Closures at Libya's two biggest oil export terminals helped inflate the price of crude oil on Monday (15 December), after it had earlier fallen to its lowest level since 2009.
The Organisation for the Petroleum Exporting Countries (Opec) reiterated on Monday that its members would not reduce production, causing oil prices to slide to five and a half year lows.
A global supply glut and weak demand have combined to drive down oil prices since the summer, with benchmark Brent crude sliding by as much as 40% since June.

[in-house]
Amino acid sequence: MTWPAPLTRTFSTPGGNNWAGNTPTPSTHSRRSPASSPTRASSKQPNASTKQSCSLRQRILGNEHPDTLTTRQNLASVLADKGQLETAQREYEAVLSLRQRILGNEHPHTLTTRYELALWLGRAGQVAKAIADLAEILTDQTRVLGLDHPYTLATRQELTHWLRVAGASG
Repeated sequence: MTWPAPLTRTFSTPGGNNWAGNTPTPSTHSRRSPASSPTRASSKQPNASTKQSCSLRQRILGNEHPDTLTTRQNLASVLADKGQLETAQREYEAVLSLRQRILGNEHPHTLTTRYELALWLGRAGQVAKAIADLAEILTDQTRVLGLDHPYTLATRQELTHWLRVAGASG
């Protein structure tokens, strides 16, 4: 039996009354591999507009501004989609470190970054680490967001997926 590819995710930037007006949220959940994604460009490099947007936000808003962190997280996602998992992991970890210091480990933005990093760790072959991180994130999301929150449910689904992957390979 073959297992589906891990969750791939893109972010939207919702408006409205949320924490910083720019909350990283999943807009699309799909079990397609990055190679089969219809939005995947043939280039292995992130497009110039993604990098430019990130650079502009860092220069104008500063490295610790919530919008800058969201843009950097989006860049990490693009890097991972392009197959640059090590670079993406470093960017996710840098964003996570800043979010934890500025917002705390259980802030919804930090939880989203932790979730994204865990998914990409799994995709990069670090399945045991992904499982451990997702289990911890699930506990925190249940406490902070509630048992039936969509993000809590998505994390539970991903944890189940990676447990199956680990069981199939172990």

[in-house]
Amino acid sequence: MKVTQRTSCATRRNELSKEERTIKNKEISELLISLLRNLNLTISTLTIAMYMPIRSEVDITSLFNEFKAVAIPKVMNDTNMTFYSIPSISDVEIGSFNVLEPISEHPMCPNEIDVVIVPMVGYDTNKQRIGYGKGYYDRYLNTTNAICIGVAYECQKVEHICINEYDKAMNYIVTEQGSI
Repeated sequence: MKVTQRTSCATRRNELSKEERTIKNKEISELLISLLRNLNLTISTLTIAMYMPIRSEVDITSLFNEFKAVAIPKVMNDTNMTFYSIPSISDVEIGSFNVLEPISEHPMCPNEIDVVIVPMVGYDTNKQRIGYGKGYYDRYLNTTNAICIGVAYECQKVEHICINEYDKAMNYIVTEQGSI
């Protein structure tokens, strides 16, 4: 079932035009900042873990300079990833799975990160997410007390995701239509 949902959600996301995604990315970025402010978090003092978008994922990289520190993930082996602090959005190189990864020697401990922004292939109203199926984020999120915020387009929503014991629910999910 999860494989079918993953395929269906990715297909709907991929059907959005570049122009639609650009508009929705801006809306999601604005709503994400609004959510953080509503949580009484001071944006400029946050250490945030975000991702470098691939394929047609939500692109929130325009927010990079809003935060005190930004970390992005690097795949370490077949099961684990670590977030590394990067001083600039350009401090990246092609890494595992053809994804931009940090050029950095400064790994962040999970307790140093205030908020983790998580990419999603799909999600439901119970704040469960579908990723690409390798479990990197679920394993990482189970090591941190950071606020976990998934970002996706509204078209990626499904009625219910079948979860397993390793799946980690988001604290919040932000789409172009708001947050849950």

Brent had fallen to $60 a barrel early on Monday, but it had recovered to $62 a barrel by late morning, after the Libyan news was factored into the global supply equation.
Rival militias began fighting at the Ras Lanuf and Sidra terminals on Saturday, leading to their closure over the weekend.
The ports are crucial for around half of Libyan oil production and their closure comes amid growing chaos in the North African country.
Libya's internationally recognised government was forced from the capital Tripoli in the summer after forces loyal to the Libya Dawn movement seized the city and established a rival government.